More than 300 people died last week trying to make the crossing, which claimed 3,500 lives last year even before Italy closed its Mare Nostrum search and rescue mission in December.

The coast guard ship Fiorillo and several cutters were sent to the latest rescue, along with four merchant ships and two tug boats which were diverted to join the operation. One navy ship, two police patrol ships and a Maltese vessel had also been mobilised, the coast guard spokesman said. 

Two merchant ships and an Italian coast guard vessel went to the rescue of more than 600 migrants on Saturday who sent emergency calls for help from their packed rubber boats near the Libyan coast.

The rescue operation closely follows the deaths last week of more than 300 people who were trying to make the crossing to Europe.

The Italian coast guard in Rome said the rescue vessels had located six boats drifting about 50 miles from the coast of Libya, after receiving calls for help by satellite telephone.

The coast guard ship Peluso has started the rescue operation, a spokesman for the coast guard said, a day after about 700 other migrants were plucked from overcrowded boats.

Last week’s deaths reignited criticism of Italy’s decision to close its full-scale search and rescue mission last year. The Mare Nostrum operation was replaced with an EU border control operation called Triton, which has fewer ships and covers a smaller area. Copyright Reuters 2015.

Taiwanese Master Arrested in Australia, by Marex

No. 5 Barrier reef

By Wendy Laursen

The Taiwanese master of the bulk carrier China Steel Developer has been arrested in Australia.

Surnamed Lu, the master has been detained on charges of sailing through the Great Barrier Reef Marine Park without a pilot. 

This offence carries a maximum fine of A$85,000 ($66,000).

It is alleged that the vessel sailed through Hydrographers Passage near Mackay on New Year’s Day without a pilot, as required by Australian law.

ABC News reports that the ship is believed to have carried a cargo of coal to China before returning to Australia last week.

Lu was arrested on Saturday and will appear in Newcastle Court on Monday.

In 2010, a Chinese bulk coal carrier, the Shen Neng 1, ran aground in the Great Barrier Reef after veering outside a shipping lane. The grounding caused a heavy fuel oil leak that spanned four kilometers and carved a scar into Douglas Shoal.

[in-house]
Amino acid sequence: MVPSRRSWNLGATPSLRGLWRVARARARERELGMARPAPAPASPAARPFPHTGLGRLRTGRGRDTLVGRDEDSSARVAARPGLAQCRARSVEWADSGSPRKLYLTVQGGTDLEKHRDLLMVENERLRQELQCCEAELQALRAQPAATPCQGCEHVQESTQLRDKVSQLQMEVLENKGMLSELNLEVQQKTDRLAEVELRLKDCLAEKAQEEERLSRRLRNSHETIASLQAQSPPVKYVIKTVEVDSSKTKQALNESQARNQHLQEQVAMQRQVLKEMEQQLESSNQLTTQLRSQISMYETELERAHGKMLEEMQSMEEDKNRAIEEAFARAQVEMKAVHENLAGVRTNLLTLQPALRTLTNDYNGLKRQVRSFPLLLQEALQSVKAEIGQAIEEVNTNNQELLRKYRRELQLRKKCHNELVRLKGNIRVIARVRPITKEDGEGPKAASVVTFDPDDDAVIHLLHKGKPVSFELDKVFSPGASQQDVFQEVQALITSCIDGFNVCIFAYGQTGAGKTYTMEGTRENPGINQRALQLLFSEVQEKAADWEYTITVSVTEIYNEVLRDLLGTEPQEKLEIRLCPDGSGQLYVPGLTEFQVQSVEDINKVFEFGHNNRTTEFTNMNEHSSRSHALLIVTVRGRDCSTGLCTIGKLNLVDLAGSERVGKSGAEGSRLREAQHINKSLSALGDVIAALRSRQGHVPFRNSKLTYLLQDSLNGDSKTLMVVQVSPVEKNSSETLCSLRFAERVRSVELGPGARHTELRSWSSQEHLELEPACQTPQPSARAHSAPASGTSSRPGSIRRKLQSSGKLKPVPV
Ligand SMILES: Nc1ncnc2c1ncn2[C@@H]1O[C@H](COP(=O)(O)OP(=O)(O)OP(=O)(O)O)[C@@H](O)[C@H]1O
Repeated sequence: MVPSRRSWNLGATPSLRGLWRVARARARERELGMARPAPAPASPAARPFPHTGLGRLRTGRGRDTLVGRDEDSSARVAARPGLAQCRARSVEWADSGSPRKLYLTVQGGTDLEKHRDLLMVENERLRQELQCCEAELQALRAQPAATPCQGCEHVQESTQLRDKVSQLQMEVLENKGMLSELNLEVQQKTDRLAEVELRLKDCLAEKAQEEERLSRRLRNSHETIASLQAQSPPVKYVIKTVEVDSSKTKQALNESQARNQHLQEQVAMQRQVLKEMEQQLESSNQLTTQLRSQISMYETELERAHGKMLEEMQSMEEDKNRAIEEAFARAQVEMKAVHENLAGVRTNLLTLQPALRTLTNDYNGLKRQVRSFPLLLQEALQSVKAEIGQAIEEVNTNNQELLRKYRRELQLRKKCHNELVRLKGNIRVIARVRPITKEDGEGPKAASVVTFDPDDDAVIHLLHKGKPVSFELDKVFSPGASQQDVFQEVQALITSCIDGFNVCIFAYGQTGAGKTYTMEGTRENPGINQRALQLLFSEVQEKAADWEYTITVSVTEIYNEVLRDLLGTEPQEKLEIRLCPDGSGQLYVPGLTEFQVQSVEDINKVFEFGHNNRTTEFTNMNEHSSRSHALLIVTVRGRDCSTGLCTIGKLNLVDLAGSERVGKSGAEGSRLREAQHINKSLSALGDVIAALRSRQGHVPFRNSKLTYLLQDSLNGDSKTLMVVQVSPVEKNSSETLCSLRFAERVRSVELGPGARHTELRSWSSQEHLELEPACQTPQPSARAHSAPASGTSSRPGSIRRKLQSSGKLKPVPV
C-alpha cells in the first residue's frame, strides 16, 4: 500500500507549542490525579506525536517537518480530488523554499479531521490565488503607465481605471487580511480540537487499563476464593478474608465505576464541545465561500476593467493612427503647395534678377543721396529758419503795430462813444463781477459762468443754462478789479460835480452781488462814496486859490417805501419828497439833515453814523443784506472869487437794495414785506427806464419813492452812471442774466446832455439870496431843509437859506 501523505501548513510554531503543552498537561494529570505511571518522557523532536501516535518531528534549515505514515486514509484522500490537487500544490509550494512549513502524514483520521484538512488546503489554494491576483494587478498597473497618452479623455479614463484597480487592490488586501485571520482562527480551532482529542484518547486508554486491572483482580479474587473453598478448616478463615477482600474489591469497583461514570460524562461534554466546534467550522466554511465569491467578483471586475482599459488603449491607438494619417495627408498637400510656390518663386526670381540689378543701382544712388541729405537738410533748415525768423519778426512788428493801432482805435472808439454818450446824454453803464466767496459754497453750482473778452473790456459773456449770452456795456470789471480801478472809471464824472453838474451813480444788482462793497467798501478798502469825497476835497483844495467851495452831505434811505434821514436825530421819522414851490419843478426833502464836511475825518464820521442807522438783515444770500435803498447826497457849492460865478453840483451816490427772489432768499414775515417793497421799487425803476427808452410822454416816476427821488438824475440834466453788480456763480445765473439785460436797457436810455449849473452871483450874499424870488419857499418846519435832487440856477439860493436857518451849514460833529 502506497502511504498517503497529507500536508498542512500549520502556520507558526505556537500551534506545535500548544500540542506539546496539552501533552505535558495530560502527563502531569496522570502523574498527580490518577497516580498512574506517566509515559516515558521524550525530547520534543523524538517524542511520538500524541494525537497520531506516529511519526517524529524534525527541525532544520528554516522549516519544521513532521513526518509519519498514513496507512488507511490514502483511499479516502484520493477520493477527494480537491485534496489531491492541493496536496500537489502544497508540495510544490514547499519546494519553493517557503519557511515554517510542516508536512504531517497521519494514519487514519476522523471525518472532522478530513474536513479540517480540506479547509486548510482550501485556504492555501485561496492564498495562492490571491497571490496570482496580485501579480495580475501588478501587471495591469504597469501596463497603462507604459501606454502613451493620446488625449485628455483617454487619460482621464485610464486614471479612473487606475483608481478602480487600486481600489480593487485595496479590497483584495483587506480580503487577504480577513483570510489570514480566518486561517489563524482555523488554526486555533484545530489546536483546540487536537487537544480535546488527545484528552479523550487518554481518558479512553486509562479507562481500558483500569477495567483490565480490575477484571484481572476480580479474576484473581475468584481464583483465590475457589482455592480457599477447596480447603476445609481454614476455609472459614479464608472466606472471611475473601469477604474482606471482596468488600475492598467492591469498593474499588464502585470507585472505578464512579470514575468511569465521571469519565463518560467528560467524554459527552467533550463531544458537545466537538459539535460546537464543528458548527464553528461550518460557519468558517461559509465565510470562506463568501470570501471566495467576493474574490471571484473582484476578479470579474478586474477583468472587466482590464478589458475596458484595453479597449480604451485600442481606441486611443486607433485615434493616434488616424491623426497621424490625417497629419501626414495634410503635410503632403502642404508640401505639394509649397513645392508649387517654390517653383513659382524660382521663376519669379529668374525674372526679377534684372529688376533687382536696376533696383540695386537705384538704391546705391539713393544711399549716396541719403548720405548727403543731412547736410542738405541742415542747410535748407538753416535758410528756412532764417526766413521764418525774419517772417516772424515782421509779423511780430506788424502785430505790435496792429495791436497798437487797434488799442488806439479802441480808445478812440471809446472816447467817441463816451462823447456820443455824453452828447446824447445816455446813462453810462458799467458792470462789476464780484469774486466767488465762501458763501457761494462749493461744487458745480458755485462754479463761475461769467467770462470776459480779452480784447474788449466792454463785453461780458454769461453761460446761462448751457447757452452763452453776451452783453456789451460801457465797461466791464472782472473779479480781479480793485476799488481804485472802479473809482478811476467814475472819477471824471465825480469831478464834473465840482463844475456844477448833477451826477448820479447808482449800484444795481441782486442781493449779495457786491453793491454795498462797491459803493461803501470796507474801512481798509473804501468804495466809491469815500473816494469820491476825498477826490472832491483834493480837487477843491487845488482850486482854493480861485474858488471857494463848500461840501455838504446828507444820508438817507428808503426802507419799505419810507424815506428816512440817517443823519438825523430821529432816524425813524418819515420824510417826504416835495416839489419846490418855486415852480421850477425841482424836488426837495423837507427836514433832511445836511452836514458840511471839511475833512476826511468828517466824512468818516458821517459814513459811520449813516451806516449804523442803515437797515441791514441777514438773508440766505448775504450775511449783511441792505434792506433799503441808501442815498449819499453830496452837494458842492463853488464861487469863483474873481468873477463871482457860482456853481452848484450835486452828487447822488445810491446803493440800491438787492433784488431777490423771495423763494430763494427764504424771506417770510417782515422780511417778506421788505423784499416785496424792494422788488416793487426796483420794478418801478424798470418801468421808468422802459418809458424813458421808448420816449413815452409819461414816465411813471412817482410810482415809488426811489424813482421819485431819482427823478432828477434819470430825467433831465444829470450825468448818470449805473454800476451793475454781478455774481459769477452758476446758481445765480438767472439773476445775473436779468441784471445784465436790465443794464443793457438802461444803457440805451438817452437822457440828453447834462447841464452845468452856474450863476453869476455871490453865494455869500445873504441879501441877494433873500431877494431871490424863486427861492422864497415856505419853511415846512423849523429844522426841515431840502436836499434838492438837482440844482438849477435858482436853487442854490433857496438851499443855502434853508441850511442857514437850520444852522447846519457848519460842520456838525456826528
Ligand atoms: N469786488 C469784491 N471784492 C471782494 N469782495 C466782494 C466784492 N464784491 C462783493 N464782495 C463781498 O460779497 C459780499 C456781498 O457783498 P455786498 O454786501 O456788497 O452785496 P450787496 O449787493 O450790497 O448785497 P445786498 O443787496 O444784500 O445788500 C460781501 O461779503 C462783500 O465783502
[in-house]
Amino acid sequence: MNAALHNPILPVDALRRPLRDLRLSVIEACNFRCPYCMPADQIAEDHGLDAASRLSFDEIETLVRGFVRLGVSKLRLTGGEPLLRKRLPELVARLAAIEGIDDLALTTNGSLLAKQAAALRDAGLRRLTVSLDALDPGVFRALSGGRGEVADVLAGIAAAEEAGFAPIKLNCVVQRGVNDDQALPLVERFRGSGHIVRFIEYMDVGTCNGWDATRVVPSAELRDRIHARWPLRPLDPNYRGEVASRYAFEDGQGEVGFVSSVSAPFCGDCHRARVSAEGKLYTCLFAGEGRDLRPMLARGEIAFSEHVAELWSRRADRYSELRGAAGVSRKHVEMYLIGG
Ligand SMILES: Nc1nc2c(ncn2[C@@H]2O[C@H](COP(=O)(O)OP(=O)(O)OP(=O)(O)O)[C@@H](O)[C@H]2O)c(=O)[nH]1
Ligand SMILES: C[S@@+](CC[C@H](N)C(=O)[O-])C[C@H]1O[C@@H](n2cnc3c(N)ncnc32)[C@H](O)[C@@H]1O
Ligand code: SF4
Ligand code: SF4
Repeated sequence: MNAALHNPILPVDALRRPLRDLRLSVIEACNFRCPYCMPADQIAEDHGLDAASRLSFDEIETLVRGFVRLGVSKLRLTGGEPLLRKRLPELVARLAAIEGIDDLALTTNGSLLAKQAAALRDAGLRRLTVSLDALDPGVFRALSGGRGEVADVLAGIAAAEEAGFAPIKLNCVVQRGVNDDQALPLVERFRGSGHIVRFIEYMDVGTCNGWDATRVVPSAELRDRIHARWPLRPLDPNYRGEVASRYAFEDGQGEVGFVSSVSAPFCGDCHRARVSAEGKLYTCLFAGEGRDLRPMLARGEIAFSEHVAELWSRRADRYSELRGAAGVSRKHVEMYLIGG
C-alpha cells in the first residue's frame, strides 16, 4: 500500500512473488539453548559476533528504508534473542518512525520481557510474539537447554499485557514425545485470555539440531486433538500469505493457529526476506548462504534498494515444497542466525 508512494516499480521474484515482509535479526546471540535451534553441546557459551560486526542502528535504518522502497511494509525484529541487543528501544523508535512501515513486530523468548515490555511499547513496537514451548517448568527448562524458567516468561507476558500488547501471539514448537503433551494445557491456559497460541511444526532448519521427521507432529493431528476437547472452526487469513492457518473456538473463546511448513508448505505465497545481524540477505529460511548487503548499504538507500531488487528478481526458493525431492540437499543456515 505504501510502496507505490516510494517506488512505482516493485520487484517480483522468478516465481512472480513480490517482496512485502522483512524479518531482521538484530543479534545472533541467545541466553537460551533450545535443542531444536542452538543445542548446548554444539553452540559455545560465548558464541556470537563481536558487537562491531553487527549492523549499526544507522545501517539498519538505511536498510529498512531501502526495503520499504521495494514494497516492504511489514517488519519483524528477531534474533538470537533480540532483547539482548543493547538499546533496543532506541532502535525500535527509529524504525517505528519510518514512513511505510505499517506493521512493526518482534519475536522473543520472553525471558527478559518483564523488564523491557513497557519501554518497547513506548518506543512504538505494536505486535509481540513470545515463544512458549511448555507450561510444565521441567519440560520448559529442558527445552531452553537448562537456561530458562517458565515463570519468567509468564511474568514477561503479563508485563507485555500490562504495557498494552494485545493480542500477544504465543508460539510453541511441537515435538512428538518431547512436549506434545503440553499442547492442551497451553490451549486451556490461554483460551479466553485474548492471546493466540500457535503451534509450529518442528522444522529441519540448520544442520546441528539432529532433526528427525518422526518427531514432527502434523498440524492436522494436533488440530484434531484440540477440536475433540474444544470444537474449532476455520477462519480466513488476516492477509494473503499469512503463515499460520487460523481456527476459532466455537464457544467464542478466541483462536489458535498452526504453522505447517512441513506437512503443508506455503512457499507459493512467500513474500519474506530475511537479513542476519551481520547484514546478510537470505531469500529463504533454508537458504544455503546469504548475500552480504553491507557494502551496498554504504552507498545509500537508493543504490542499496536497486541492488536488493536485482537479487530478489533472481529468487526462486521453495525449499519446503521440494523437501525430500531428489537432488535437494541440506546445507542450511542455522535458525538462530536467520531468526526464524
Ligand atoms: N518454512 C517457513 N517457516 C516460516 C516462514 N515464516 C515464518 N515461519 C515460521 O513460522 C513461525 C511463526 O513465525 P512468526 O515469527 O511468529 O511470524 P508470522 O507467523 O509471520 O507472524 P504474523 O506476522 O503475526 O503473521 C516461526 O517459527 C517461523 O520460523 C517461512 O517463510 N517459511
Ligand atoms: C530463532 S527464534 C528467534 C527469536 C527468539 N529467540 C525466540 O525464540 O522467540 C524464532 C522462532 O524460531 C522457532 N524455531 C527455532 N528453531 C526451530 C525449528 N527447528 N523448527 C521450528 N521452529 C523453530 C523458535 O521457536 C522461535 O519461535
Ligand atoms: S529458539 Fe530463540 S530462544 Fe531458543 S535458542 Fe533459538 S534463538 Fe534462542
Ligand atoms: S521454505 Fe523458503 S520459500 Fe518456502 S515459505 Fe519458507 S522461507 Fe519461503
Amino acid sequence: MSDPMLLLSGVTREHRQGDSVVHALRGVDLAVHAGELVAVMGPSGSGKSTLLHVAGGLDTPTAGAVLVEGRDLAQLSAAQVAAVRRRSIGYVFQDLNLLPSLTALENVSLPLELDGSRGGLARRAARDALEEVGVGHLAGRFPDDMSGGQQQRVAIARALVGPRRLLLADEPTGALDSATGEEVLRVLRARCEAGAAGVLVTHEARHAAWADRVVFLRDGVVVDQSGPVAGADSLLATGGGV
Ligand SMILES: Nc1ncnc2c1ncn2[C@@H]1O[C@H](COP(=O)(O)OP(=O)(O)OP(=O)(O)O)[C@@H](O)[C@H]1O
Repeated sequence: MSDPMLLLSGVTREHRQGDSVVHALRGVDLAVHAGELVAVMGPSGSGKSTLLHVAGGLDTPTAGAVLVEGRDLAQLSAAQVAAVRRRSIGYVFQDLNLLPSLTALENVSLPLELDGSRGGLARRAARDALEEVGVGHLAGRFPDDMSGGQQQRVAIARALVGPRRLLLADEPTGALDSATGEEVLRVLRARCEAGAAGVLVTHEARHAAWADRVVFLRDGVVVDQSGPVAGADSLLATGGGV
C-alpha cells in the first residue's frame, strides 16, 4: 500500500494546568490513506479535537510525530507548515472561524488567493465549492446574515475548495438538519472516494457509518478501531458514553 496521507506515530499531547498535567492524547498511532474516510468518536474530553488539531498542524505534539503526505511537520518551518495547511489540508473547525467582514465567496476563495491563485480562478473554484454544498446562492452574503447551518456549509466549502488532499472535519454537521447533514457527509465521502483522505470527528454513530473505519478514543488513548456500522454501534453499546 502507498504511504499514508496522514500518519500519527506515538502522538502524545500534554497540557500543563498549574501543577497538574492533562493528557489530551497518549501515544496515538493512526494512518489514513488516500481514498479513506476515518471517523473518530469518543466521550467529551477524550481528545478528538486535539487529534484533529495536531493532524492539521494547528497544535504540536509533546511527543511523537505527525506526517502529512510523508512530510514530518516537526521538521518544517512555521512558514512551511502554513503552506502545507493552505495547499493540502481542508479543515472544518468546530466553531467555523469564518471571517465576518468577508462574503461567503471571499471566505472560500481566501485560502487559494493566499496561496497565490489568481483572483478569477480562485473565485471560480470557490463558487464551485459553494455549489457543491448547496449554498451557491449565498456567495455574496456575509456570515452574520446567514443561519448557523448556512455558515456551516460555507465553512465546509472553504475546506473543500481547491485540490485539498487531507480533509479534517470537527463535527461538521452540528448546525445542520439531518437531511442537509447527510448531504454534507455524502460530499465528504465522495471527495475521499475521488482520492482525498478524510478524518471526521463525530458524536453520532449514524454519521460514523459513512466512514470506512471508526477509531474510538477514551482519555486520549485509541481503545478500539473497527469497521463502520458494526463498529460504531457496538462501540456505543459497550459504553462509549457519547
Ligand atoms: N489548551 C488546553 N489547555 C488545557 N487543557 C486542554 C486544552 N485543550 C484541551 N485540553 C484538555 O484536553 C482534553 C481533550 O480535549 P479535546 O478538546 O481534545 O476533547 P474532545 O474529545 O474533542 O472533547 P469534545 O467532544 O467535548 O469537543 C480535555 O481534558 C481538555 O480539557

The scar is roughly three kilometers (1.9 miles) long and 250m (820ft) wide. The anti-fouling coating from the vessel’s hull is hindering regrowth of coral at the site, and it is expected to be 10 to 20 years before the reef returns to the state it was in before the incident.

In that incident, the first mate was jailed for three months and the master was fined A$25,000 ($19,000). Around 4,500 ships pass through the Great Barrier Reef each year. Picture source: Australian Reef Pilots.

Ballast Water Treatment Market on Hold , by Marex

No. 4 BWMP

By Wendy Laursen

A speech last week by Christopher Koch, President and CEO of the World Shipping Council (WSC), resurrected a debate about the IMO Ballast Water Management Convention that many thought, and hoped, had been settled: Should flag states proceed towards ratification or not?

Speaking at an industry conference, Koch said that governments yet to ratify the convention should “pause” before doing so. “There appears to be agreement that the IMO type approval guidelines have shortcomings that must be addressed. How and when those shortcomings will be addressed is not certain. Failure to address these shortcomings before the IMO convention is ratified or before U.S. type approved technology is available would place vessel owners in an untenable situation where they would be obliged to procure and install technology that may not reliably meet the convention requirements and that may not be acceptable in the U.S.

“These shortcomings should be causing thoughtful governments that have not yet ratified the convention to pause before ratifying because what nation wants to be the one that causes the convention to come into force before these fundamental issues have been resolved? What nation wants to trigger a requirement on the industry to invest tens of billions of dollars in treatment technology if that investment does not offer the vessels certainty that they can trade anywhere in global commerce with regulatory confidence?”

Once the convention enters into force, there will be a requirement to install technology over a challenging time frame that will test vessel operators, vendors and shipyards and could affect the cost of the equipment, especially if the number of vendors with U.S. type approved systems is limited, he says.

U.S. vs. IMO

The U.S. has established more rigorous type approval requirements than the current IMO convention G8 Guidelines for technology type approval, and U.S. regulations will not recognize IMO type approved treatment systems.

The availability of U.S. type approved systems would give vessel operators the ability to install that technology, instead of technology that has only been type approved under the IMO regime, says Koch, to obtain greater confidence that their investment will meet the convention’s requirements, as well as U.S. requirements, wherever the ship may operate.